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Petroleum production in Africa in 1959 attained a new all-time high of 41,472,057 bbls., representing an increase of 36% over the previous year. This increase came largely from Algerian Sahara, Nigeria, and Gabon. Egypt continues to be the leading producing country but showed a slight decrease as compared with 1958.
One hundred eighty-five wildcat wells were completed in Africa in 1959, of which 26% were successful. Of new discoveries, 14 were made in Libya, 9 in Nigeria, 7 in Algerian Sahara, 2 in Angola, and one each in Egypt, Cameroun, and Senegal. Exploratory wells were completed but without success in Congo, Ivory Coast, Kenya, Madagascar, Morocco, Somalia, British Somaliland, Tanganyika, Tunisia, and Zanzibar. Two hundred twenty-two development wells were completed during the year, of which 86% were producers. More than half of all development wells were in Algerian Sahara. A total of 2,984,461 ft. of hole was drilled in Africa in 1959, an increase of 35% over 1958, and at the end of the year 106 rigs were in operation.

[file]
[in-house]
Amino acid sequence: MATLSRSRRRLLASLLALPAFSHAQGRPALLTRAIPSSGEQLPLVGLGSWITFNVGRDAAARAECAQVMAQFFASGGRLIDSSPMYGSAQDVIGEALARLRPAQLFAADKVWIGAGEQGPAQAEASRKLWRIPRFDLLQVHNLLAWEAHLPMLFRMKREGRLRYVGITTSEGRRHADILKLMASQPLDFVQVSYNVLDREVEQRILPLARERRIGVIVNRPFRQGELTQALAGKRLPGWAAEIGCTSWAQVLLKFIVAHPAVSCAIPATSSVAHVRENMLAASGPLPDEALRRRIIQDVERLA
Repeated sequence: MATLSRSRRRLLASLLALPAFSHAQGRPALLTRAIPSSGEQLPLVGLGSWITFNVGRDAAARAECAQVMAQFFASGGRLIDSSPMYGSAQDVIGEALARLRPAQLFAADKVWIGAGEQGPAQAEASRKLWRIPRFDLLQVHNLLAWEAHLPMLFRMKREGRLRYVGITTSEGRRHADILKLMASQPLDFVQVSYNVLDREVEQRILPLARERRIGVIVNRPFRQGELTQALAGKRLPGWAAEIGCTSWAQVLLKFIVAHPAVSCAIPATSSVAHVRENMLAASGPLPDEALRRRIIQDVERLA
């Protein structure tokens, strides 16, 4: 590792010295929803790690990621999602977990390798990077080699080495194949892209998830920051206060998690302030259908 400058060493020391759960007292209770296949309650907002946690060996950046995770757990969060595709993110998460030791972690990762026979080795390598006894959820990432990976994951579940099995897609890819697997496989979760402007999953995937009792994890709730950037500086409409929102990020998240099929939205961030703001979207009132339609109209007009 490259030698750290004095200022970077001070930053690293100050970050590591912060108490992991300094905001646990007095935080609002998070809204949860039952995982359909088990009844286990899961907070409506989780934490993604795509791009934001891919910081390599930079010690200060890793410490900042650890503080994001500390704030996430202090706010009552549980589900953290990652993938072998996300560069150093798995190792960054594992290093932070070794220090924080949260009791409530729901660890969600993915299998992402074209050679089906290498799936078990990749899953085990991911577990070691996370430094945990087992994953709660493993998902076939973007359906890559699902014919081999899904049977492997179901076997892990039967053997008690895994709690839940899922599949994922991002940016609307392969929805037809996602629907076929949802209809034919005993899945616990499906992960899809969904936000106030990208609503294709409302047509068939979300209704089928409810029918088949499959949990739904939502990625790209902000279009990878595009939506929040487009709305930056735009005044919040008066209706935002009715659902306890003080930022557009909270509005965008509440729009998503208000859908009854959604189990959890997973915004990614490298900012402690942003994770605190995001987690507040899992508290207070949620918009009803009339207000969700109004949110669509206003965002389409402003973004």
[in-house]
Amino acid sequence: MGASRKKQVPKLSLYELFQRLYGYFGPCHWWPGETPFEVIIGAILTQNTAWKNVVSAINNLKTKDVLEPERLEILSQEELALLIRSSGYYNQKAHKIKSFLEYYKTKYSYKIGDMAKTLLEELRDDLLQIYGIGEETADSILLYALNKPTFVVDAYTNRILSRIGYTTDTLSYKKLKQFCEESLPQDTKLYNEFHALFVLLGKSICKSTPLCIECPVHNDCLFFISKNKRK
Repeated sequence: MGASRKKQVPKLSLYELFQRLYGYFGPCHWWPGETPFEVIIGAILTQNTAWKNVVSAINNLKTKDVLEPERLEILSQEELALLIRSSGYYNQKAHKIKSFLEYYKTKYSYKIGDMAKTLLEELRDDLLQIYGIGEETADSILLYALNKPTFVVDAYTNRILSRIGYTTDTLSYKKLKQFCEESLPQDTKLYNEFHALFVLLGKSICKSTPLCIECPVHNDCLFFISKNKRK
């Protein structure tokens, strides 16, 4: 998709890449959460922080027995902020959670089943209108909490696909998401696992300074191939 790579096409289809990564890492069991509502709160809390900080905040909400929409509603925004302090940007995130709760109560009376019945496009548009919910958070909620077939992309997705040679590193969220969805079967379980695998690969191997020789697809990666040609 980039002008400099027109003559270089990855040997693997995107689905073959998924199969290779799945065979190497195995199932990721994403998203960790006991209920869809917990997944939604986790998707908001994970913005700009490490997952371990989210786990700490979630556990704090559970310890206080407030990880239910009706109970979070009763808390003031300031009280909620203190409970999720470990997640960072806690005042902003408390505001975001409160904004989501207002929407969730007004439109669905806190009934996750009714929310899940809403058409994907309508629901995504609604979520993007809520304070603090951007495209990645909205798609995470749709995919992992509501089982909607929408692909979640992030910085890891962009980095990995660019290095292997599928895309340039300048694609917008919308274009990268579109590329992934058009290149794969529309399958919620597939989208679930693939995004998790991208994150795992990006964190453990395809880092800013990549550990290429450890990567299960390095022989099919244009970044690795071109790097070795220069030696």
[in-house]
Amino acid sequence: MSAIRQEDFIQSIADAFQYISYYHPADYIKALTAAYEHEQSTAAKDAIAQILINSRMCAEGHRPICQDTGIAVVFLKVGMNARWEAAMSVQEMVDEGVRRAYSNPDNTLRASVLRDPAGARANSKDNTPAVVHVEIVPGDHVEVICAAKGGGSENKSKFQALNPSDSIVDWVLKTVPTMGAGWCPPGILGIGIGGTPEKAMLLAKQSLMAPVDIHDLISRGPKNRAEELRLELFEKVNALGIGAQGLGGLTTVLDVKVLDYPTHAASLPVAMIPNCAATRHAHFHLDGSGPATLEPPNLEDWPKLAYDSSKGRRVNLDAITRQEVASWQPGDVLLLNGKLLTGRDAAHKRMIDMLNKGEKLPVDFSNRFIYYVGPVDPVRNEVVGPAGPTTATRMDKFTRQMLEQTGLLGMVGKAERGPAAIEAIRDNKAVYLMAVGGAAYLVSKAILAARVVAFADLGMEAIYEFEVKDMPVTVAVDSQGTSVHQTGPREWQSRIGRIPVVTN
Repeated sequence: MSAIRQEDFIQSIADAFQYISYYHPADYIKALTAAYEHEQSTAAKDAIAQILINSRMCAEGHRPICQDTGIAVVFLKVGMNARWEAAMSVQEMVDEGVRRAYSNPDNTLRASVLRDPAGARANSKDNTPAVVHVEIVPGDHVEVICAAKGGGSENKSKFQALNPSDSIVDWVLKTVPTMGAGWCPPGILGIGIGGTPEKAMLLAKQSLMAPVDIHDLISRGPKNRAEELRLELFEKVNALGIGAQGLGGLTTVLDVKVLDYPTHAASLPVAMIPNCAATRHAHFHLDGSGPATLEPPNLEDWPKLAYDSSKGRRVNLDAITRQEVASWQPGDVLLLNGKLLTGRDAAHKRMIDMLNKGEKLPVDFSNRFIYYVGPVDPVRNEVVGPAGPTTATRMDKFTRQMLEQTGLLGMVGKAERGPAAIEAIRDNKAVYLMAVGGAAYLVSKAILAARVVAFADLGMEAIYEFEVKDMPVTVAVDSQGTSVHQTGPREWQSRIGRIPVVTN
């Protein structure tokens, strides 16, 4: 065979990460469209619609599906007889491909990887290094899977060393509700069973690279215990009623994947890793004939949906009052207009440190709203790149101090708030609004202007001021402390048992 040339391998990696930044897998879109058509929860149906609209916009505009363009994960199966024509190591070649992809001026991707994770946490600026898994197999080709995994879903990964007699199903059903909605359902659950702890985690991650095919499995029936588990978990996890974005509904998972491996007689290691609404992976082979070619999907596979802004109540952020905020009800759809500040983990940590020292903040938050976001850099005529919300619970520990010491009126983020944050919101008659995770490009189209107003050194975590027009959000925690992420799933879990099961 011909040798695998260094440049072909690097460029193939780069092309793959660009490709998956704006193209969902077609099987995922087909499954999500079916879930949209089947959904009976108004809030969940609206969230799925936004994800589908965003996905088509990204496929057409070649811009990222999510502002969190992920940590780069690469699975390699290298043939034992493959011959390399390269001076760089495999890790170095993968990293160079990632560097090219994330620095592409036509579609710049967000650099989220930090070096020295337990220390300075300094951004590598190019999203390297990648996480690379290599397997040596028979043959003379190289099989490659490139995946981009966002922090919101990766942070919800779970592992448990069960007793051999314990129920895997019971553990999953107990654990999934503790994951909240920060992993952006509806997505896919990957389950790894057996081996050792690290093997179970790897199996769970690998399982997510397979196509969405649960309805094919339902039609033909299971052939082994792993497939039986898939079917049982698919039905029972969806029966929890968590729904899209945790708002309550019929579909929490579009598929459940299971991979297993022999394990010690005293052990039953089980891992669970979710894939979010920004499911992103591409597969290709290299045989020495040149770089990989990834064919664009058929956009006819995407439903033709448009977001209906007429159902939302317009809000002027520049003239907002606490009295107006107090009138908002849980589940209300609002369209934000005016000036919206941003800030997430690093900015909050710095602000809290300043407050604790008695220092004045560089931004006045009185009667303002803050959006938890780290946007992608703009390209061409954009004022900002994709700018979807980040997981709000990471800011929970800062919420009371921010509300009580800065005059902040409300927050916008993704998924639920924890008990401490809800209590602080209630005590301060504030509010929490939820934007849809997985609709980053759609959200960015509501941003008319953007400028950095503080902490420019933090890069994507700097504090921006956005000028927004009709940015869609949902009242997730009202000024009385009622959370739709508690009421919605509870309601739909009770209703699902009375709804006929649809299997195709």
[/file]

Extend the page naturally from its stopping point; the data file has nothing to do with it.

Geological-geophysical exploratory work was most extensive in Libya and Algeria. Party-months of various types of exploratory work for the whole of Africa were as follows: surface geology--710, seismograph--896, gravity--125, ground magnetometer--35, airborne magnetometer--12, structure drill--27. Concession activity was particularly great in Algeria and Libya and in Spanish Sahara.
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